221 W. 6th Street
McBee Room, 20th Floor
- John Beisner, O'Melveny & Myers
- Ted Frank, American Enterprise Institute
- Charles Stuckey, State Farm
Contingency fees have traditionally been used to reflect additional risk assumed by the plaintiff attorney, and any problems with a contract of adhesion have been offset by an individual client's ability to choose other representation. But do these considerations hold up in the class action regime - are the risks assumed by plaintiff's lawyers commensurate with the fees they might earn? Is the market preserved through individual class member's opt-out rights? Further, ethical rules mandate that a lawyer's fees must not be "unreasonable." In some instances, the recovery by class counsel has been argued to be excessive or otherwise disproportionate to the value provided to the plaintiffs. Does an attorney taking an interest in the magnitude of the outcome, its distribution, or both, result in or contribute to a conflict in the interests of class members and class counsel? How is the reasonableness of the fee of plaintiffs' class counsel to be determined? When a class action is settled, what standards should govern the determination of class counsel's fee and what review of the fee claim is appropriate? Have fee awards increased or decreased over time? These and other related issues will be explored by our panel.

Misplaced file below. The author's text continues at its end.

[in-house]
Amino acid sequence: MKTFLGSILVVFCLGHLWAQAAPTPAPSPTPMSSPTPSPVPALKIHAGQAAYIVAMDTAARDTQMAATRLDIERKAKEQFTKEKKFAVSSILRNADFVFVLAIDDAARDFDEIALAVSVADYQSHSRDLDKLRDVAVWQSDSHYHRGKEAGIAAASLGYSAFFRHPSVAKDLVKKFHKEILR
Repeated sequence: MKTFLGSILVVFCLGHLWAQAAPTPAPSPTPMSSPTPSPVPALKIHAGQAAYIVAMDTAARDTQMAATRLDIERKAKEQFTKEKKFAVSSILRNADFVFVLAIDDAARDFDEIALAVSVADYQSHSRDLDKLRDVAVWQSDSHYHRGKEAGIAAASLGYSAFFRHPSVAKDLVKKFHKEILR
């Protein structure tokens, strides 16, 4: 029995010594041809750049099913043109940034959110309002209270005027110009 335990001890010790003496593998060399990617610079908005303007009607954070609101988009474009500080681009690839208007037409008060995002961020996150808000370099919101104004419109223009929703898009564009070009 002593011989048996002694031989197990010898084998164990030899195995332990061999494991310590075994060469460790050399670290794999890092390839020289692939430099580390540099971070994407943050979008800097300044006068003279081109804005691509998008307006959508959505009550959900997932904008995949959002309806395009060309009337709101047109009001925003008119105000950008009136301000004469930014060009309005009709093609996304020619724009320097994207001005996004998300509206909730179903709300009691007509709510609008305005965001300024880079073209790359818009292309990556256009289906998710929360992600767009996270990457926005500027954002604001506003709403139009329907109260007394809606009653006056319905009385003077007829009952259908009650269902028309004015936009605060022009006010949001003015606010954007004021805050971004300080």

Cost is $15 for FEDERALIST SOCIETY members and $20 for non-members.
1 Hour CLE Credit Pending
RSVP by Monday, June 18th to (512) 374-4441
If you RSVP affirmatively and do not cancel, you will be charged even if you do not attend. Reservations are transferable.